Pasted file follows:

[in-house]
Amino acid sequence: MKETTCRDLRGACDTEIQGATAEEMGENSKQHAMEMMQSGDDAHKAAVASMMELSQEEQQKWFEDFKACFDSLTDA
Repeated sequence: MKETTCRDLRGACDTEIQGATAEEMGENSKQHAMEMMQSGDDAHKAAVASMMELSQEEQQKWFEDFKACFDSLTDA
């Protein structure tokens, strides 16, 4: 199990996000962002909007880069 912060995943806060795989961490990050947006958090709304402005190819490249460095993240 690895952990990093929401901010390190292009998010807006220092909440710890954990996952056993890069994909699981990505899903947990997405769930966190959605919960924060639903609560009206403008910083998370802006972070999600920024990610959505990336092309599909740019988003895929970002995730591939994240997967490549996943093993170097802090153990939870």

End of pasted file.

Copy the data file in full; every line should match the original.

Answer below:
[in-house]
Amino acid sequence: MKETTCRDLRGACDTEIQGATAEEMGENSKQHAMEMMQSGDDAHKAAVASMMELSQEEQQKWFEDFKACFDSLTDA
Repeated sequence: MKETTCRDLRGACDTEIQGATAEEMGENSKQHAMEMMQSGDDAHKAAVASMMELSQEEQQKWFEDFKACFDSLTDA
């Protein structure tokens, strides 16, 4: 199990996000962002909007880069 912060995943806060795989961490990050947006958090709304402005190819490249460095993240 690895952990990093929401901010390190292009998010807006220092909440710890954990996952056993890069994909699981990505899903947990997405769930966190959605919960924060639903609560009206403008910083998370802006972070999600920024990610959505990336092309599909740019988003895929970002995730591939994240997967490549996943093993170097802090153990939870």